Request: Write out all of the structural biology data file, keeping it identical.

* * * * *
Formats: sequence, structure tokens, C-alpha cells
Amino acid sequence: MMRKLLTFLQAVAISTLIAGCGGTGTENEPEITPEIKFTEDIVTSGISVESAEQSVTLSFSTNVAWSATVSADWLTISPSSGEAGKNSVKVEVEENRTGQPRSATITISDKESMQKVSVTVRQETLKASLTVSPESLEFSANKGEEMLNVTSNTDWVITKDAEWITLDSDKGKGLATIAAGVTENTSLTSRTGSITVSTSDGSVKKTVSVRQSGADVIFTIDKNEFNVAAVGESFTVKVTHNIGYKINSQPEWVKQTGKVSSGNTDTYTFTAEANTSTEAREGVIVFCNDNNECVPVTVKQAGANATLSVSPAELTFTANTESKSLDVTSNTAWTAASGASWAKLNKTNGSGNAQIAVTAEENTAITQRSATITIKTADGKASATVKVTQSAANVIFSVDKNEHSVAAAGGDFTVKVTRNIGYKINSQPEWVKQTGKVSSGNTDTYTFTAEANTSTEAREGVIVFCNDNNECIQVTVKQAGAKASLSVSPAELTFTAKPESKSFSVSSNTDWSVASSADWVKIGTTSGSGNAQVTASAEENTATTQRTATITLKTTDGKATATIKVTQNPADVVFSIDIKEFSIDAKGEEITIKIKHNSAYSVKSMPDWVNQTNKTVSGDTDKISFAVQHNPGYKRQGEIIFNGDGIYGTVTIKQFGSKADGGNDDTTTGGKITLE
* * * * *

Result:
Formats: sequence, structure tokens, C-alpha cells
Amino acid sequence: MMRKLLTFLQAVAISTLIAGCGGTGTENEPEITPEIKFTEDIVTSGISVESAEQSVTLSFSTNVAWSATVSADWLTISPSSGEAGKNSVKVEVEENRTGQPRSATITISDKESMQKVSVTVRQETLKASLTVSPESLEFSANKGEEMLNVTSNTDWVITKDAEWITLDSDKGKGLATIAAGVTENTSLTSRTGSITVSTSDGSVKKTVSVRQSGADVIFTIDKNEFNVAAVGESFTVKVTHNIGYKINSQPEWVKQTGKVSSGNTDTYTFTAEANTSTEAREGVIVFCNDNNECVPVTVKQAGANATLSVSPAELTFTANTESKSLDVTSNTAWTAASGASWAKLNKTNGSGNAQIAVTAEENTAITQRSATITIKTADGKASATVKVTQSAANVIFSVDKNEHSVAAAGGDFTVKVTRNIGYKINSQPEWVKQTGKVSSGNTDTYTFTAEANTSTEAREGVIVFCNDNNECIQVTVKQAGAKASLSVSPAELTFTAKPESKSFSVSSNTDWSVASSADWVKIGTTSGSGNAQVTASAEENTATTQRTATITLKTTDGKATATIKVTQNPADVVFSIDIKEFSIDAKGEEITIKIKHNSAYSVKSMPDWVNQTNKTVSGDTDKISFAVQHNPGYKRQGEIIFNGDGIYGTVTIKQFGSKADGGNDDTTTGGKITLE